Internal controls can often seem like a topic reserved for public companies with hundreds of employees and locations all over the world. But a system of internal controls is critical for both public and private companies, regardless of size, because it ensures that corporate assets are protected and that operations are appropriately managed.

Why Internal Controls Are Absolutely Critical For Your Company

Internal controls help you ensure you’re always compliant with legal and reporting requirements. Having clearly defined systems of operations provides you and your executive team with reasonable certainty that objectives will be reached and deliverables fulfilled in a predictable and compliant manner.

In addition to establishing consistency throughout your company’s operations, internal controls also help you decrease opportunities for internal fraud and theft. When an individual has the pressure, rationale, and opportunity to commit theft, it will happen.

Earlier this year, a year-long audit by the State of Alabama resulted in two former middle school employees being required to pay dues totaling over $14,000 to the Montgomery Public Schools system. The audit, which concluded near the end of January this year, discovered that some employees had used school funds to cash paper checks and make personal purchases. The lack of adequate internal controls also meant that staff failed to promptly submit and deposit receipts from athletic events and student activities, and neglected to document gift cards that were purchased to reward student academic achievements.

While you may not be able to affect whether someone feels the pressure of student loan debt, you can control whether they can successfully act on the impulse to embezzle or mix funds. Proper oversight of established procedures mitigates such a risk and improves mutual accountability throughout your company.

Best Practices For Developing & Maintaining Effective Internal Controls

Whether you’re a large or small company, the word “audit” isn’t likely to be on your list of favorite words. In any company, staff in all positions and ranks fear the day when their company fails an audit. For small and mid-sized businesses, this can occur because of lean resources and human error caused by a few people filling too many roles.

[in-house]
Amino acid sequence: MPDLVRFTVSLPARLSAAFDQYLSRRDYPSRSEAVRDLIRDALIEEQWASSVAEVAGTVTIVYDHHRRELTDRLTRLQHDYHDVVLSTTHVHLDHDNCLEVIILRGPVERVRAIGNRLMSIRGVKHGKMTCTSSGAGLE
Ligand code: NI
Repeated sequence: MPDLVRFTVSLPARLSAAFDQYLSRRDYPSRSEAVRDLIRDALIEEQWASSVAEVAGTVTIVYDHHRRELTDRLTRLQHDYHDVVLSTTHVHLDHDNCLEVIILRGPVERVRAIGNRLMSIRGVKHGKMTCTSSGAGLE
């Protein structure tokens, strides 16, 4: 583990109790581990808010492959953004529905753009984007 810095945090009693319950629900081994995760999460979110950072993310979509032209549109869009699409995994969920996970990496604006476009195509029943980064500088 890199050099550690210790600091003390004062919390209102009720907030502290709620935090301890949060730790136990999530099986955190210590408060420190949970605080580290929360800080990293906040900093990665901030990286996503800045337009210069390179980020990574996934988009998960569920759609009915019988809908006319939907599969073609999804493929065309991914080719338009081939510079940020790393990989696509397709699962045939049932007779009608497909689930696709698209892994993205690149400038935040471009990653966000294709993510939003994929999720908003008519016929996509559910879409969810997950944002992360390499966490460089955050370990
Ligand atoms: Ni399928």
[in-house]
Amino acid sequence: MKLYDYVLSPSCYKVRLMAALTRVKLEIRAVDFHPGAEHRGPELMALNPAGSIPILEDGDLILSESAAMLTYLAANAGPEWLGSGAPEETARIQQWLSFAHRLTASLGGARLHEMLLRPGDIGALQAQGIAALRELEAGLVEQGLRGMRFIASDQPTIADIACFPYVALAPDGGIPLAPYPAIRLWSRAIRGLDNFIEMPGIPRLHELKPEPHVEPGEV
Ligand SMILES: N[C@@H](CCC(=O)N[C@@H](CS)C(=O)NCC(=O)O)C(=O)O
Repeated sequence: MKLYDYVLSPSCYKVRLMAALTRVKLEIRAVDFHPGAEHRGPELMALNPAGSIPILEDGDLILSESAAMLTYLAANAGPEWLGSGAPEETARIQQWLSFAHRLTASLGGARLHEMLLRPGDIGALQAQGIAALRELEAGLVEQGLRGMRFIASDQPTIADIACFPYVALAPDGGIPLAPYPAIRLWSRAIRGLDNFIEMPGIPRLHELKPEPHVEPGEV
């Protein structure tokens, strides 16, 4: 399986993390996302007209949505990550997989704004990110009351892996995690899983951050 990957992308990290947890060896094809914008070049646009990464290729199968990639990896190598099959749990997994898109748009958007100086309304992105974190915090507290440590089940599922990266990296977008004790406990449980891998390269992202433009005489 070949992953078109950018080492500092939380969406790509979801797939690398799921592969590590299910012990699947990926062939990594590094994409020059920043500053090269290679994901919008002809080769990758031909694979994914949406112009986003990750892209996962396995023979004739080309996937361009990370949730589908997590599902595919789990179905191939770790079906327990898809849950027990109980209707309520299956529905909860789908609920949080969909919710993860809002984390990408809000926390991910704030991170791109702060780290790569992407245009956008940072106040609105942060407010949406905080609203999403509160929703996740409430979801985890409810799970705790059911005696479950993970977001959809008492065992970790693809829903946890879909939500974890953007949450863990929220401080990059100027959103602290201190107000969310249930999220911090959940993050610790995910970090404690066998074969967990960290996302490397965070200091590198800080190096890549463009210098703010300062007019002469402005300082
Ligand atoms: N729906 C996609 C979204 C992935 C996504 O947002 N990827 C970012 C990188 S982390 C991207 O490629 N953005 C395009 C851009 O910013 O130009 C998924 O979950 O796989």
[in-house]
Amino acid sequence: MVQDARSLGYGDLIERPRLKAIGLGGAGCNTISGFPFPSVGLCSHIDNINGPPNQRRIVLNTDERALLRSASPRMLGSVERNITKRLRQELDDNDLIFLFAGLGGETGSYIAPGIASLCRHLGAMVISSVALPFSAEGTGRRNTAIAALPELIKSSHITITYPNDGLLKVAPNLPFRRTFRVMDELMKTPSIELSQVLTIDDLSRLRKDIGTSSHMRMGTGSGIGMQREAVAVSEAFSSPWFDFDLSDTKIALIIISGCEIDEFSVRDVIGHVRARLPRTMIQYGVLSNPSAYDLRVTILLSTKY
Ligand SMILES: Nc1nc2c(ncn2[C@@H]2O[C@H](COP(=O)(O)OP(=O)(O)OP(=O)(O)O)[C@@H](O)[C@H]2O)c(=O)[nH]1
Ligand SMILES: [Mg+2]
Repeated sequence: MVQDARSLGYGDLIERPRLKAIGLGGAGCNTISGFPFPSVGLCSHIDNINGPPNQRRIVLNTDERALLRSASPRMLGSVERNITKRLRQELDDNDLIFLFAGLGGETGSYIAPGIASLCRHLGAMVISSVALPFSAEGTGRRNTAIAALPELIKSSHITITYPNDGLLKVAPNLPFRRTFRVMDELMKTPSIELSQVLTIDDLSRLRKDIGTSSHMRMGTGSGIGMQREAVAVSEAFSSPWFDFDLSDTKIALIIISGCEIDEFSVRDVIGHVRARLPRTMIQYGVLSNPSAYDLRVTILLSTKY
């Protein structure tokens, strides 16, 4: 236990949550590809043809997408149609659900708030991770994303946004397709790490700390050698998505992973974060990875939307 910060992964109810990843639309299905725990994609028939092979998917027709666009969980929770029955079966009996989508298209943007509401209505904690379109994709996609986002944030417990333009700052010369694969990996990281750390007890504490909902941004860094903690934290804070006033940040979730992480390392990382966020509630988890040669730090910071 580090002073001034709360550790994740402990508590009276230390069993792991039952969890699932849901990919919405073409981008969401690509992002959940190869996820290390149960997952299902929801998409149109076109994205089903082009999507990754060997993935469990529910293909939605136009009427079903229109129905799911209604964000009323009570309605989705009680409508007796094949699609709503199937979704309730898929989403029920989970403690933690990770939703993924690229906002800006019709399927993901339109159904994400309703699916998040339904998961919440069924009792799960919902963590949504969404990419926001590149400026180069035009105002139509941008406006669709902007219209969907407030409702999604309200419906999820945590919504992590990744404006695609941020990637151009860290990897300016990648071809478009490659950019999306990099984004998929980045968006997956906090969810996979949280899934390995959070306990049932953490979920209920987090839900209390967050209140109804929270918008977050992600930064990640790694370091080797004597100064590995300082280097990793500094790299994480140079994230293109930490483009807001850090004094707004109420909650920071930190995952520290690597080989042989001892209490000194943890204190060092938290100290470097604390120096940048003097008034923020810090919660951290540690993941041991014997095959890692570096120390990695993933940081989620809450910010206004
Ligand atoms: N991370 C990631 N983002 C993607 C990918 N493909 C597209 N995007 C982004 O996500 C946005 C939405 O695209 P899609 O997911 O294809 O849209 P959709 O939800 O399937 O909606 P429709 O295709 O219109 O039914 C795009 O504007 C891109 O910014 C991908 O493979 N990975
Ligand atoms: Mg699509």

For larger companies and enterprises, a lack of proper infrastructure and unchecked human error can result in a failed audit, which can damage credibility and trust among stakeholders and customers. With this in mind, here are some tips to help your company develop healthy internal controls and be better prepared for audits.

Keep things tidy by separating duties among employees

Failure to divide functions like transaction processing, financial statement preparation, and other critical responsibilities can occur when businesses rely on a few founding or key employees to perform numerous, often unrelated tasks, to help drive the company’s growth. These blurred lines of responsibilities can present many opportunities for employee theft and misuse of funds.

For example, let’s say your bookkeeper is responsible for entering bills. If they’re also responsible for paying company bills, it’s reasonable to assume that they could input false vendors and siphon company funds. Or, if they are in charge of maintaining your petty cash, they may begin embezzling small amounts to stay unnoticed.

Delegating duties is an obvious answer to properly separating duties, but here are some other tips for separating tasks:

  • Begin by clarifying which processes should be delegated to separate parties